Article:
BLM pulls drilling parcel from Moab |

BLM pulls drilling parcel from Moab

AP PhotoTourists sit quietly as they view Delicate Arch in Arches National Park, Utah, in August 2000. Two months before President George W. Bush leaves office, two federal agencies are bickering over the proposed lease of more than 50,000 acres of oil and gas parcels alongside or within view of three of Utah's redrock national parks.

SALT LAKE CITY ” An oil-and-gas lease parcel that overlaps Moab’s golf course and a residential area and may have threatened the town’s drinking water will be pulled from a government auction list.

The U.S. Bureau of Land Management said it was pulling the parcel following the objections of local governments and homeowners who don’t want drilling to occur under their land, where the government owns the subsurface mineral rights.

The BLM said it recognized the conflicts with the so-called “split estates.”

The agency also pulled the parcel because of Moab’s concerns that drilling under the tract could intersect and pollute an aquifer that is the town’s only source of drinking water, agency spokeswoman Mary Wilson said.

“We heard about the split estate, the neighborhood and the aquifer, and decided that parcel will be pulled,” Wilson said Wednesday.

The announcement came in a statement late Tuesday from BLM state director Selma Sierra.

Sierra also said she was taking another look at oil-and-gas parcels the BLM is offering alongside or within view of Arches National Park and two other redrock national areas in Utah: Dinosaur National Monument and Canyonlands National Park.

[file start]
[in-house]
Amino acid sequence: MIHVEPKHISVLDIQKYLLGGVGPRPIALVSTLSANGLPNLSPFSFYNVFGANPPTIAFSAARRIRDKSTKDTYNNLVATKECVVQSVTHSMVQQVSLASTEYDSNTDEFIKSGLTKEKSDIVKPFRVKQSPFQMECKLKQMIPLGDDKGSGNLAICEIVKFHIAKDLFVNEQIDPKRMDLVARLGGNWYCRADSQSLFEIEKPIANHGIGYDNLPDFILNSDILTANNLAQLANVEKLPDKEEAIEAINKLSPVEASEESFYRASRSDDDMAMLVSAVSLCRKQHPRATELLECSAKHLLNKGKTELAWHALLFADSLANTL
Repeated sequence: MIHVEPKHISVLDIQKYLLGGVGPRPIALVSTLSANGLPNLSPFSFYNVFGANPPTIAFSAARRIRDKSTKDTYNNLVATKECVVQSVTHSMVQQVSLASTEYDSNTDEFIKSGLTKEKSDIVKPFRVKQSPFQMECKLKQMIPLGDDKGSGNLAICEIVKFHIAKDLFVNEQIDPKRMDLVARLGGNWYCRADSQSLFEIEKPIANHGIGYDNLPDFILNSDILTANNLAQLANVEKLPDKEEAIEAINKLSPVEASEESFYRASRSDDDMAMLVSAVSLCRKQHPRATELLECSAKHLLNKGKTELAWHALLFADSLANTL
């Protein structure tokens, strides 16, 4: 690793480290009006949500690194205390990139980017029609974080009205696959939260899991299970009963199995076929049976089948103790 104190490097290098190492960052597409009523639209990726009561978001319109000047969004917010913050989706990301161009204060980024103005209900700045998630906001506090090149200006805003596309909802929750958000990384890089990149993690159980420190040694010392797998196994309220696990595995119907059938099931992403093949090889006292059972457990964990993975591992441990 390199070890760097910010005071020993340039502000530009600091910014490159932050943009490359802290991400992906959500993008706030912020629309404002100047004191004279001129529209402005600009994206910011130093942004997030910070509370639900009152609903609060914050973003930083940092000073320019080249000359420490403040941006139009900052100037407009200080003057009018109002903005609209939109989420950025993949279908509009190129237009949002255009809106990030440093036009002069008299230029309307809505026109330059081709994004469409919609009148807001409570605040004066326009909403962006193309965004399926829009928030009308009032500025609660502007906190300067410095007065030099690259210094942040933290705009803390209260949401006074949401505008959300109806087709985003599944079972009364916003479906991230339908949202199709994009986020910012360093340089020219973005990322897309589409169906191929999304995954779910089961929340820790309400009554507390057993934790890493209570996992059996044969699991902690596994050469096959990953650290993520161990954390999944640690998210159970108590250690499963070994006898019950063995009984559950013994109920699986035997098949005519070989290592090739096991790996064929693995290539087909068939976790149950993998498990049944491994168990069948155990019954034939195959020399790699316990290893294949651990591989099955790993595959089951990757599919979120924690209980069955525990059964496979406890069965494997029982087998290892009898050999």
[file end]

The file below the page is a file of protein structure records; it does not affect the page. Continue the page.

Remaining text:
The proposed sale of those parcels angered the National Park Service, which has demanded they be pulled from an auction set for Dec. 19. One parcel is just 1.3 miles away and visible from Delicate Arch, the signature landmark of Arches National Park.

A meeting of officials from both agencies has been set for Nov. 24 to settle the dispute, Wilson said.

“We also continue to work with our sister agency, the National Park Service, to further refine these lease offerings and clarify protections offered on each lease parcel,” Sierra said in the statement.

That means the BLM might pull those parcels, though no assurances have been made, Wilson said.

Sierra said her agency never intended to allow oil or gas drillers to occupy any of the parcels next to national parks or in Moab. Instead, they’d would be required to reach the parcels from another pad, using directional drilling.

But Moab Mayor Dave Sakrison said any kind of drilling under his town’s Spanish Valley parcel would have threatened the aquifer, a water source he said was certified by the U.S. Environmental Protection Agency as pristine.

Moab was preparing to file an official protest with the BLM that became unnecessary when the agency agreed to pull the parcel.

Moab is 315 miles southeast of Salt Lake City.

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